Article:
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And this allows us to sort of keep this value of x, as opposed to having to solve this entire equation, this cubic equation.
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We just did it in a nice, simple way to get an answer, instead of having to use a graphical utility, and we got this value for x.
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Given that value of x, we can go ahead and use it now to find our equilibrium concentrations.
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Our NOCl concentration, final, is equal to 0.50, minus the 9.6...oops, this is going to be minus *two* times the 9.6x10^-3.
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Our final NO concentration (I will go ahead and let you finish off the arithmetic here) is going to equal 2 times 9.6x10^-3.
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Our final Cl₂ concentration is going to equal, well, just x: which is 9.6x10^-3.
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The rest is just arithmetic, which I will leave to you--nice and straightforward.
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Hopefully you are getting a sense of the general procedure and of the things that you have to sort of watch out for.
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OK, so let's see: let's go ahead and close this off with an interesting type of problem; it should go pretty quickly, actually.
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Let's do...yes, that is fine; we can start it on this page.
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OK, Example 3: Calculate the value of the equilibrium constant for the reaction O₂ gas + oxygen gas goes to ozone gas, given reaction 1 (this is going to be sort of a Hess's Law kind of problem): NO₂ in equilibrium with NO + O, and K₁ is equal to 6.8x10^-49 (wow, that is really, really small) and that one, which is O₃ + NO goes to NO₂ + O₂; K₂ equals 5.8x10^-34.
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Let's see what they are asking: they are asking you to calculate the value of the equilibrium constant for this reaction (let's do this in blue), given these two reactions and their corresponding equilibrium constants.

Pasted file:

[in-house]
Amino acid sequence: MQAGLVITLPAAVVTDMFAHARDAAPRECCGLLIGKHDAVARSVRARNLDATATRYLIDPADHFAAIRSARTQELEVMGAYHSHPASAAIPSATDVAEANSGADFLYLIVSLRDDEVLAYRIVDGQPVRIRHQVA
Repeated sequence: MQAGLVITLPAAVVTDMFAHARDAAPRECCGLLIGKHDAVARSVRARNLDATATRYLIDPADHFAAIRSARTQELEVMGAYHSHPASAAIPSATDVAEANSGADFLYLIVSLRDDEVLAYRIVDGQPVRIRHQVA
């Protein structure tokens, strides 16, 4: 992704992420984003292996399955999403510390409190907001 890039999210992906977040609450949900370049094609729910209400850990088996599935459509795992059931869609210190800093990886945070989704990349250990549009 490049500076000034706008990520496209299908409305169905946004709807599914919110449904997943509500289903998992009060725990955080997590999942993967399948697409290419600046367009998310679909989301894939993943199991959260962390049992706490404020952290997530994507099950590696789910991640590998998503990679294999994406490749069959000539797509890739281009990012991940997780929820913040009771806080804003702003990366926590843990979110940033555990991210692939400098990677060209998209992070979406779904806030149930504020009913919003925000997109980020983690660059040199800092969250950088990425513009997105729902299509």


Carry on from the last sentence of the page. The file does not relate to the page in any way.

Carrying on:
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Well, we know from Hess's Law that if we want to find a final reaction that involves some of the reactants that we have, we have to rearrange them by either flipping them or multiplying them by constants.
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In doing so, if we add all of the equations together, and then get our final equation--well, when we did ΔHs, when we did enthalpies, we just added the enthalpy; with Ks, with equilibrium constants, it is actually different.
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When we add equations to get a final equation, what we do to equilibrium constants is: we actually multiply them.
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So, let's go ahead and do this one.
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In order to actually come up with this, I am going to flip Equation 1.
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I am going to flip Equation 1, and that will give me: NO + O goes to NO₂.
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Now, when I flip an equation, I take the reciprocal of the equilibrium constant, right?--because you are just flipping products and reactants.
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That equilibrium constant, now, is 1.47x10^48--huge!